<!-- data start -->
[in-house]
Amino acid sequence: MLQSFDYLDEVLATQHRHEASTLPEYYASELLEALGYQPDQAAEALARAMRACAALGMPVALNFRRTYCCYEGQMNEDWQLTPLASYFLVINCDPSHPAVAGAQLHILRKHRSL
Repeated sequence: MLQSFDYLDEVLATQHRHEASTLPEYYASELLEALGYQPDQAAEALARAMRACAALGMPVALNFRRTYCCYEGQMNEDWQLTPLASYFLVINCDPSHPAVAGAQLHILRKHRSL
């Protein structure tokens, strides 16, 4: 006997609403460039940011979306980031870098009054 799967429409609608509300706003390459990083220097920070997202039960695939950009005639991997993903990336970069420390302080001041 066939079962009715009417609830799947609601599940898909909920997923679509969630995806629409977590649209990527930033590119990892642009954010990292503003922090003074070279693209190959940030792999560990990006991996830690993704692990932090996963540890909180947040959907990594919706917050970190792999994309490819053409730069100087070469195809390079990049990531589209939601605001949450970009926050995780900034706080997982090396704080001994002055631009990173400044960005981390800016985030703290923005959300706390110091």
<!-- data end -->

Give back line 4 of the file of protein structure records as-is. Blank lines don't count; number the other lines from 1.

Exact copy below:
């Protein structure tokens, strides 16, 4: 006997609403460039940011979306980031870098009054 799967429409609608509300706003390459990083220097920070997202039960695939950009005639991997993903990336970069420390302080001041 066939079962009715009417609830799947609601599940898909909920997923679509969630995806629409977590649209990527930033590119990892642009954010990292503003922090003074070279693209190959940030792999560990990006991996830690993704692990932090996963540890909180947040959907990594919706917050970190792999994309490819053409730069100087070469195809390079990049990531589209939601605001949450970009926050995780900034706080997982090396704080001994002055631009990173400044960005981390800016985030703290923005959300706390110091």